Faith Wilding, Crocheted Environment, 1972/1995. Woolworth’s Sweetheart acrylic yarn and sisal rope, 108 × 108 × 108 inches (274.3 × 274.3 × 274.3 cm) (variable). Gift of the artist. Installation view, Dance/Draw, The Institute of Contemporary Art/Boston, 2011–12. Photo by Charles Mayer Photography. © Faith Wilding
Faith Wilding is a multidisciplinary artist whose works often focus on the sociopolitical history of the body. Born in Paraguay, Wilding emigrated to the United States in 1961. Her life and work have been influenced by the political and cultural movements of the 1960s and ’70s. Frequently discussed in relation to feminist art, Wilding’s sculptures can also be seen as an exploration of the expanded possibilities of drawing through her deployment of linear thread.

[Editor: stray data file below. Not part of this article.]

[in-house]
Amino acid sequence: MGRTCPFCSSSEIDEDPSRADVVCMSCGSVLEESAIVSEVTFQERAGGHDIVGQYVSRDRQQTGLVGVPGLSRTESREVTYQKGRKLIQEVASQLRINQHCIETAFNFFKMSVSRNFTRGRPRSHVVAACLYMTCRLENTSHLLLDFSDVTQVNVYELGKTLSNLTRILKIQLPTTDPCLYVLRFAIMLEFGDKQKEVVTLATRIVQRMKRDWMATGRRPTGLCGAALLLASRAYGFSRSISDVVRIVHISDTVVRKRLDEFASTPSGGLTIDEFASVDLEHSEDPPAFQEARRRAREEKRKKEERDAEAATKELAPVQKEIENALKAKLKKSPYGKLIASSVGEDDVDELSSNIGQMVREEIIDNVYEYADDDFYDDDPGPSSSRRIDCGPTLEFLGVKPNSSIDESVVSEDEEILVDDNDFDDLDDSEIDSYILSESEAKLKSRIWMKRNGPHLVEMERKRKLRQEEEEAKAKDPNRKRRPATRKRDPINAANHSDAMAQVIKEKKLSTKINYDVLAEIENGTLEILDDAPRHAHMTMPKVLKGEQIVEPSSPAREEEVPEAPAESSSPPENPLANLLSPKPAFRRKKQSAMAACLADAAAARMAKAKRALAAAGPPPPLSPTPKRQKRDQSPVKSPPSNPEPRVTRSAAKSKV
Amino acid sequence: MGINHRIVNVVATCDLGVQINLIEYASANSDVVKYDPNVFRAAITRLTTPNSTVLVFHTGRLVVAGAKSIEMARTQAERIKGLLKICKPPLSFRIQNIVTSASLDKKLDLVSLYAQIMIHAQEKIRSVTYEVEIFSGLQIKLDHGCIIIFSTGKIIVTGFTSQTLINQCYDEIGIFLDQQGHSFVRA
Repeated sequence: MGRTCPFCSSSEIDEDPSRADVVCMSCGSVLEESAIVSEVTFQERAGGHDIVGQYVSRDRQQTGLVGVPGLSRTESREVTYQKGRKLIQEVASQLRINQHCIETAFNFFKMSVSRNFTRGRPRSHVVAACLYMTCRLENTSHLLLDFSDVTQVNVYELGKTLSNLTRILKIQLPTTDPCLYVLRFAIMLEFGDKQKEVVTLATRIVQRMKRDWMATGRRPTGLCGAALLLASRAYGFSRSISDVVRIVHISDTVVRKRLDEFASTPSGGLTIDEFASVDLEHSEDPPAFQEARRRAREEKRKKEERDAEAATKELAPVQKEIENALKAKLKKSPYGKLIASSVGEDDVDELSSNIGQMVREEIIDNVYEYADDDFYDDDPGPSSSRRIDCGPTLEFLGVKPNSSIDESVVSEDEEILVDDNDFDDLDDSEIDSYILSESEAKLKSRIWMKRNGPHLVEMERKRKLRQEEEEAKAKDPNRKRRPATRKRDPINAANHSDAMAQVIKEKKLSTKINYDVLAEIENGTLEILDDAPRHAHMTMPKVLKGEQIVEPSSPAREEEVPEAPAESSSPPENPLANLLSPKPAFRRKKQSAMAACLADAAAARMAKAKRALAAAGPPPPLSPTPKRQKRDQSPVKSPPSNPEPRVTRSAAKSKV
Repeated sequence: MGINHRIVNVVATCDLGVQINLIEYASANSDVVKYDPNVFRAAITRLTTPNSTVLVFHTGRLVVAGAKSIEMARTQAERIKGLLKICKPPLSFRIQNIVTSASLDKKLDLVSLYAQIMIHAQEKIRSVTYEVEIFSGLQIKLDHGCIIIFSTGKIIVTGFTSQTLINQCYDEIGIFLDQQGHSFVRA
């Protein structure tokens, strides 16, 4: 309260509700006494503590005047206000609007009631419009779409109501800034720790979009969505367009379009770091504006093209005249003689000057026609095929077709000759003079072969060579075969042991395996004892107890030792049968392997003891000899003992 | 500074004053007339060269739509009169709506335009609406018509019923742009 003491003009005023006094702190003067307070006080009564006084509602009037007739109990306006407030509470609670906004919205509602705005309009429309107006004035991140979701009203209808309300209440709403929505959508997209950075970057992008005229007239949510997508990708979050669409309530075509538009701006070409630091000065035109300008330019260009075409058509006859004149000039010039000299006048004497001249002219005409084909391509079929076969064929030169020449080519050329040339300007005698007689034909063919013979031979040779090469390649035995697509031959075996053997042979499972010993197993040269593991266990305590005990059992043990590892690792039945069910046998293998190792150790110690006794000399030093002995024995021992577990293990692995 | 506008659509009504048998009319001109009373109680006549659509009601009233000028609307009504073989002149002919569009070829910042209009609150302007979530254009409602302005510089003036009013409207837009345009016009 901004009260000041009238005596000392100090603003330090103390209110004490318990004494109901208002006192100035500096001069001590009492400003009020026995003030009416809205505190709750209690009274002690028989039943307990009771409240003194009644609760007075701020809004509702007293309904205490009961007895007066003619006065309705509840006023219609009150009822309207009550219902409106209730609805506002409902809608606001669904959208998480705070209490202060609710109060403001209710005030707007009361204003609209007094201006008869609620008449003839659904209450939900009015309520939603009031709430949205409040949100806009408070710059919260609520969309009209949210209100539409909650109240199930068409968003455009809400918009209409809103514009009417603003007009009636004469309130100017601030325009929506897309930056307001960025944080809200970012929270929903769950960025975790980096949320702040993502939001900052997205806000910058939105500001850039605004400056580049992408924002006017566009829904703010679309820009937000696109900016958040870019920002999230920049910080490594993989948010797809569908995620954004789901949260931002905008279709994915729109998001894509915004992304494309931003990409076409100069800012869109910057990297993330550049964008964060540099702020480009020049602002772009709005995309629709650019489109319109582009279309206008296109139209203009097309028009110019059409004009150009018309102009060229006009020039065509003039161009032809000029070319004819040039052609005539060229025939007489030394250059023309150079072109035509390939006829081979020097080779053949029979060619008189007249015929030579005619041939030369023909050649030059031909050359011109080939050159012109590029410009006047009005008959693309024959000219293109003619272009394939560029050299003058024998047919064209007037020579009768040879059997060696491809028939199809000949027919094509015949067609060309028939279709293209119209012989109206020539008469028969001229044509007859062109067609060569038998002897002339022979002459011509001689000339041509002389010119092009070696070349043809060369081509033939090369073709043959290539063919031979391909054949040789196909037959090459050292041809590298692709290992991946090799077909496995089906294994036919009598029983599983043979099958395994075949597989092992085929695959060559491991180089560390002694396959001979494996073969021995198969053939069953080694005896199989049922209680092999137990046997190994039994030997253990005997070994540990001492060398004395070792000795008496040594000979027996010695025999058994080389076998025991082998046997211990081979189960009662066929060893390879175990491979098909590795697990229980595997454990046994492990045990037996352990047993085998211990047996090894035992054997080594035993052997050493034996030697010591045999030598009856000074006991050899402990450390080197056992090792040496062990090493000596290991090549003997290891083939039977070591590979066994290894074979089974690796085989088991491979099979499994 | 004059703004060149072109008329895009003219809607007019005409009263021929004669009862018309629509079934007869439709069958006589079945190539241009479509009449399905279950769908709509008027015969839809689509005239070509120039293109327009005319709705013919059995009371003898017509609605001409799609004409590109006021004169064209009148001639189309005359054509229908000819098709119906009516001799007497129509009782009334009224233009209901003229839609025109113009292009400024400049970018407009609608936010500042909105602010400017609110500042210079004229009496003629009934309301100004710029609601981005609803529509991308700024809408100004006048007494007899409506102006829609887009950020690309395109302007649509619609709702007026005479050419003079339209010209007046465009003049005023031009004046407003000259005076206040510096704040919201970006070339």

Crocheted Environment is a sculptural installation referred to as “womb room.” This piece was originally part of the 1972 exhibition Womanhouse, organized by Judy Chicago and Miriam Schapiro, co-founders of the California Institute of the Arts Feminist Art Program. The exhibition was staged in an abandoned mansion in Hollywood and one of the rooms included Wilding’s Crocheted Environment. At the ICA/Boston, the viewer experiences this piece in a small chamber with black walls. Suspended from the ceiling and enveloping the space is a large crocheted, weblike composition. The threads are simultaneously dense and open. Viewers may stand or sit in this enclosure, suggesting contradictory sensations of security, entrapment, serenity, and danger. About this work, the artist says: “Our female ancestors first build themselves and their families round-shaped shelters. These were protective environments, often woven out of grasses, braches, or weeds. I think of my environment as linked in form and feeling with those primitive womb-shelters, but with the added freedom of not being functional.”
Crocheted Environment is an important installation in the ICA’s collection of fiber works, including pieces by artists such as Eva Hesse, Françoise Grossen, and Sheila Hicks, and marks the museum’s commitment to examining the relationships between craft-based media and contemporary art.